Rookies learn their place

BILLY POWERS

, Last Updated: 7:49 AM ET

On the wall of the Calgary Stampeders dressing room is a sign that reads in part: "Rookies are to be seen and not heard."

It was put up by equipment manager George Hopkins several years ago and taken down at the request of former head coach Tom Higgins but replaced with the arrival of John Hufnagel.

I witnessed first-hand the treatment the veterans gave the rookies last year when having a coolie with a few of the guys. The rookies are put through the grind to say the least and had better not complain. They learn from experience.

I go back even further in the treatment of rookies having once been asked to coach the Calgary Flames in an annual slow-pitch event in Niagara Falls, Ont. We had split our first two games and needed a 19-run Saturday afternoon win over Winnipeg's Jets to make the Sunday playoffs.

I had put my line-up together, but a thunderstorm hit just before game time, and during a four-hour delay -- and with Molson providing drinks free of charge -- one of my players over-imbibed.

A rookie at that time was Gary Roberts, and with my third-sacker soused, I told him he'd get the start at third. He seemed a little surprised. As I walked to the umpire to give him my line-up, Lanny McDonald asked to see it. When he saw I had scratched player X and inserted 'Robs,' he said: "Billy, rookies don't start."

I switched the names back to the original 10 veterans and remember Gary taking it very well. To finish the story, we did not win by 19 runs so didn't advance, but the tipsy third-sacker made four great plays in the infield and was 4-for-5 at the plate.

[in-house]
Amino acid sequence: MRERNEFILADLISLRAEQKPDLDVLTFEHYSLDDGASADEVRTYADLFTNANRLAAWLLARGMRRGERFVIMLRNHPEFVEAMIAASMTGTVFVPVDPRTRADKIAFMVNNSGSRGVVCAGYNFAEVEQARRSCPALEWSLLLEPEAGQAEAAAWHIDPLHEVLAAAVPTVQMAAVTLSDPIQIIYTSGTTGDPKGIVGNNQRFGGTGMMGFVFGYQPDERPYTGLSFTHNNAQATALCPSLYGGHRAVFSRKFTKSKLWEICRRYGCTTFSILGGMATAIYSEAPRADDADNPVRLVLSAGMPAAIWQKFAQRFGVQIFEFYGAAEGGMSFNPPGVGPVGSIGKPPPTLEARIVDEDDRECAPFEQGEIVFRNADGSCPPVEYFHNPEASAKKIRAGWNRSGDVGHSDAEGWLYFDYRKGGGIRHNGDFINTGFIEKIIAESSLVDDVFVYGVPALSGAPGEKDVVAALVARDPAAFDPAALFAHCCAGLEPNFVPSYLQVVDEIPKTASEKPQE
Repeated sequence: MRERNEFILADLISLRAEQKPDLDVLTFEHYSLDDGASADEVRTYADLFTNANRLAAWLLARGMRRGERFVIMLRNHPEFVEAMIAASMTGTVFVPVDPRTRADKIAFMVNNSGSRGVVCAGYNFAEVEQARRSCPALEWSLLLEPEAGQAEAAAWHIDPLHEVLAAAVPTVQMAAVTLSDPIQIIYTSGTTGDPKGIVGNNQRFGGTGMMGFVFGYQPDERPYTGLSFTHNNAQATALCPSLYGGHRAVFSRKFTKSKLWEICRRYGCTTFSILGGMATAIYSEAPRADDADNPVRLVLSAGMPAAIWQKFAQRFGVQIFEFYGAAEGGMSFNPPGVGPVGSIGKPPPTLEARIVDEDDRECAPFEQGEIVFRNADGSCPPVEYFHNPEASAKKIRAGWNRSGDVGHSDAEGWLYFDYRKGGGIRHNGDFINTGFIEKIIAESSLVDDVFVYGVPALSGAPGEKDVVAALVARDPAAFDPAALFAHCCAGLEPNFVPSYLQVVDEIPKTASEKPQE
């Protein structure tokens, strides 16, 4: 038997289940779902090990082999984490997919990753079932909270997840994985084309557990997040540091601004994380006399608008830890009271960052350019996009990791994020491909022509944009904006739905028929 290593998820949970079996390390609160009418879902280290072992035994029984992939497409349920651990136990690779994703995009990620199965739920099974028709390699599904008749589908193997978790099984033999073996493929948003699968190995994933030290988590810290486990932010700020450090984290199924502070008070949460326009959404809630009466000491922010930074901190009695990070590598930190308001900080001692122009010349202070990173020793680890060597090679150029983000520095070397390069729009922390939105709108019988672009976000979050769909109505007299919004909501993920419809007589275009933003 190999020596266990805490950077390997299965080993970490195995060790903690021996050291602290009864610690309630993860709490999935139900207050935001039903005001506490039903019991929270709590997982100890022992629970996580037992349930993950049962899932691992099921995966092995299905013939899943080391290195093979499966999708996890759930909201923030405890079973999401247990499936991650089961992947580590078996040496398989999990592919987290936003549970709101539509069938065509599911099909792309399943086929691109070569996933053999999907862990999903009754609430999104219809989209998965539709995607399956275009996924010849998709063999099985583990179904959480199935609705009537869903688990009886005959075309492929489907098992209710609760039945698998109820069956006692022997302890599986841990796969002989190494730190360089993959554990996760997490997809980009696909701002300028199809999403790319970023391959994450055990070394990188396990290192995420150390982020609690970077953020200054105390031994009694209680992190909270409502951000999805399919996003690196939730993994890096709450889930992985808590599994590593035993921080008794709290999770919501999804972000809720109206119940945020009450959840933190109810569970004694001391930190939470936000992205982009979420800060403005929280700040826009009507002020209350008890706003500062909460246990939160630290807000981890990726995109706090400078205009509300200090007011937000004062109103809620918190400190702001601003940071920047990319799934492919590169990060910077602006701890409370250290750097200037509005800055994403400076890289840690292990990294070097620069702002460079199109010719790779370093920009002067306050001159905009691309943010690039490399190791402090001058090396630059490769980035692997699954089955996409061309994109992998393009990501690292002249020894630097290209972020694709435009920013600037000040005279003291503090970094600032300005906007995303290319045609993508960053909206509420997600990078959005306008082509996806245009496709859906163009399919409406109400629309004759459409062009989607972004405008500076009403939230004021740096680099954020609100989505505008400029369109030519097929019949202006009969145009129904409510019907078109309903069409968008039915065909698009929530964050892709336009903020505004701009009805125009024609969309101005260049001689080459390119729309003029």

Rookies have to earn their way up the ladder.

WEATHERING THE STORM

It was not long ago we were crying the blues because of persistent rain that kept us all away from the golf course.

Good things come to those who wait, they say, and that's certainly the case right now.

I've played a lot of golf the past few weeks and can only report great things -- like Canyon Meadows and Willow Park have never been in better shape. From tee-box to green, it's as good as it gets.

Another stop was at Lost Hill just outside Eckville. New owners are making course changes for the better. It's now a fine test and in great shape.

Then there is the turnaround at Cottonwood. Things have just come together as the revamped club hosted the ATB Financial Classic.

At Sirocco, conditions have changed a bunch. The layout is in magnificent shape with greens that are nearly perfect. I was impressed with the multi-million-dollar clubhouse that offers patios with amazing views of the course, the city and the mountains.

ROWE HONOURED WITH PRO-AM

A tournament to mark the passing of long-time Willow Park and Fairmont Mountainside pro Lorne Rowe has been established. The first annual pro-am, with proceeds to the Canadian Diabetes Association, goes Aug. 25 at Mountainside. For info, call Tom Hardie at (250) 345-6514.


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